Mating success of resident versus non-resident males in a territorial butterfly

Martin Bergman*, Karl Gotthard, David Berger, Martin Olofsson, Darrell J. Kemp, Christer Wiklund

*Corresponding author for this work

Research output: Contribution to journalArticlepeer-review

48 Citations (Scopus)


Male-male competition over territorial ownership suggests that winning is associated with considerable benefits. In the speckled wood butterfly, Pararge aegeria, males fight over sunspot territories on the forest floor; winners gain sole residency of a sunspot, whereas losers patrol the forest in search of females. It is currently not known whether residents experience greater mating success than non-residents, or whether mating success is contingent on environmental conditions. Here we performed an experiment in which virgin females of P. aegeria were allowed to choose between a resident and a non-resident male in a large enclosure containing one territorial sunspot. Resident males achieved approximately twice as many matings as non-residents, primarily because matings were most often preceded by a female being discovered when flying through a sunspot. There was no evidence that territorial residents were more attractive per se, with females seen to reject them as often as non-residents. Furthermore, in the cases where females were discovered outside of the sunspot, they were just as likely to mate with non-residents as residents. We hypothesize that the proximate advantage of territory ownership is that light conditions in a large sunspot greatly increase the male's ability to detect and intercept passing receptive females.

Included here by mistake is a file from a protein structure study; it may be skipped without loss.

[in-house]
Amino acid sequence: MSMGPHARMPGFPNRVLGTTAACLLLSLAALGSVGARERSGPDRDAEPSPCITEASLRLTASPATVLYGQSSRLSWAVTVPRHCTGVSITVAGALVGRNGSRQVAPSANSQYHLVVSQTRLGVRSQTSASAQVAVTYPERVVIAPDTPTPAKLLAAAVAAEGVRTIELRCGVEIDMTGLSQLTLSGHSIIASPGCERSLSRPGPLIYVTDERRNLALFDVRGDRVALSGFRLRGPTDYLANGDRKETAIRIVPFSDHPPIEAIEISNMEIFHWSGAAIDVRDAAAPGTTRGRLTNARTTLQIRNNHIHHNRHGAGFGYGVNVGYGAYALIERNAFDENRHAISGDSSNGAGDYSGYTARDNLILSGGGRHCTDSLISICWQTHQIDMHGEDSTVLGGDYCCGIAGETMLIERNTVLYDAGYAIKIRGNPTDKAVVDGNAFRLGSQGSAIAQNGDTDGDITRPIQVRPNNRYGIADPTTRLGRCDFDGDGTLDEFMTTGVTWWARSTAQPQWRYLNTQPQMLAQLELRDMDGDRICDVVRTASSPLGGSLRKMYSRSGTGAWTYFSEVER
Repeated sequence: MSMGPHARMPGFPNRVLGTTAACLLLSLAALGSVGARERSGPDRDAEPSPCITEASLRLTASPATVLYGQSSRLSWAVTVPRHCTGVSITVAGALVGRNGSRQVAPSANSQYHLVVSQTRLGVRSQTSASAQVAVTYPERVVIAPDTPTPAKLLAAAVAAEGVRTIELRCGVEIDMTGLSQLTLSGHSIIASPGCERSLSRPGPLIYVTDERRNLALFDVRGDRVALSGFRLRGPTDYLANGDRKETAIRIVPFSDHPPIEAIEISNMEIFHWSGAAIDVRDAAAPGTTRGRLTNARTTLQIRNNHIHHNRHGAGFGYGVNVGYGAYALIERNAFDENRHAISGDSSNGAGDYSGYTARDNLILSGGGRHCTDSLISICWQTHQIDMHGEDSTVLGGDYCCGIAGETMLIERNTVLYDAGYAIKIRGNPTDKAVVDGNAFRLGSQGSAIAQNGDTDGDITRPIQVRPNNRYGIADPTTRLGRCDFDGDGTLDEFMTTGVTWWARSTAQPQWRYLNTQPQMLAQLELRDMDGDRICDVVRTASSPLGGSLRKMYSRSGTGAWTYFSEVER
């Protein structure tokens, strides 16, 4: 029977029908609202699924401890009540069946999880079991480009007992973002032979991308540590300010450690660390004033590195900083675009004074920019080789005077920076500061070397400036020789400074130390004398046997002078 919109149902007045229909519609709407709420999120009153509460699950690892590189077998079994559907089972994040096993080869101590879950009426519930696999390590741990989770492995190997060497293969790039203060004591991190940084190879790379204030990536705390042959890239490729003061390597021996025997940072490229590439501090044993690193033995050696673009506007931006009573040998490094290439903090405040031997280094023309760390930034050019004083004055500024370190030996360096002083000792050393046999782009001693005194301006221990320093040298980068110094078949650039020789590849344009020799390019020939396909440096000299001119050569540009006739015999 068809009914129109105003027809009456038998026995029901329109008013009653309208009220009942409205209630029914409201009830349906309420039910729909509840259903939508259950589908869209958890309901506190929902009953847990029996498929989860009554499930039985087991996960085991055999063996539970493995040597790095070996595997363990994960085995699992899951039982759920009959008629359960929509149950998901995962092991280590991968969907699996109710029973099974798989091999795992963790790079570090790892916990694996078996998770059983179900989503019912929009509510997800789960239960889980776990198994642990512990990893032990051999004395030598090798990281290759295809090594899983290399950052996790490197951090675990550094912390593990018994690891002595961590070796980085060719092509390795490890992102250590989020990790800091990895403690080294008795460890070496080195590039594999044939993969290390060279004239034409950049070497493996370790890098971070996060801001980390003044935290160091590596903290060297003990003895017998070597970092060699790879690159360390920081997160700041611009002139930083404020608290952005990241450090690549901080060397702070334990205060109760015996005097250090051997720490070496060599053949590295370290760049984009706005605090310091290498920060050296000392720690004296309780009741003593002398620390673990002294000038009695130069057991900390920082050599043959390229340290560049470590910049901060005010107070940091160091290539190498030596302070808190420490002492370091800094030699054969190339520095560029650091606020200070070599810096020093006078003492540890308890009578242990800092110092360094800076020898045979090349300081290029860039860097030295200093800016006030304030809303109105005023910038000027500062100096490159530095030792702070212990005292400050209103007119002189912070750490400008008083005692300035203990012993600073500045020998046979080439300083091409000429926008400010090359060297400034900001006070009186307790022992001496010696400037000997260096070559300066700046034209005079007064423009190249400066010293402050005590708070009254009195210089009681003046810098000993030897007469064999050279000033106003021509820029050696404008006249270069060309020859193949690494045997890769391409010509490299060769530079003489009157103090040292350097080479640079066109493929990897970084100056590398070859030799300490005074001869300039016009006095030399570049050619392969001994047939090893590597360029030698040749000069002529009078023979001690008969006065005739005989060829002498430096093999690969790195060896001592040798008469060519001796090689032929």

Original languageEnglish
Pages (from-to)1659-1665
Number of pages7
JournalProceedings of the Royal Society B: Biological Sciences
Issue number1618
Publication statusPublished - 7 Jul 2007
Externally publishedYes


  • Butterfly vision
  • Contest success
  • Female choice
  • Lepidoptera
  • Mate choice
  • Mate locating behaviour


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